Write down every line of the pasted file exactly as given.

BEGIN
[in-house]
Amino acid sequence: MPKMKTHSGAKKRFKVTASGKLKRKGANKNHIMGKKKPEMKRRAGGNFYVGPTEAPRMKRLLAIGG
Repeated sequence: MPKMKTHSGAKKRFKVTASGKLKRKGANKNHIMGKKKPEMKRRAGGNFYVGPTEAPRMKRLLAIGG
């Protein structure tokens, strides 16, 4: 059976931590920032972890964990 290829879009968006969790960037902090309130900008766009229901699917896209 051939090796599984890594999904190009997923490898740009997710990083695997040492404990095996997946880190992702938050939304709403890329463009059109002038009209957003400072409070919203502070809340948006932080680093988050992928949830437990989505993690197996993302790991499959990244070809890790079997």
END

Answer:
[in-house]
Amino acid sequence: MPKMKTHSGAKKRFKVTASGKLKRKGANKNHIMGKKKPEMKRRAGGNFYVGPTEAPRMKRLLAIGG
Repeated sequence: MPKMKTHSGAKKRFKVTASGKLKRKGANKNHIMGKKKPEMKRRAGGNFYVGPTEAPRMKRLLAIGG
């Protein structure tokens, strides 16, 4: 059976931590920032972890964990 290829879009968006969790960037902090309130900008766009229901699917896209 051939090796599984890594999904190009997923490898740009997710990083695997040492404990095996997946880190992702938050939304709403890329463009059109002038009209957003400072409070919203502070809340948006932080680093988050992928949830437990989505993690197996993302790991499959990244070809890790079997």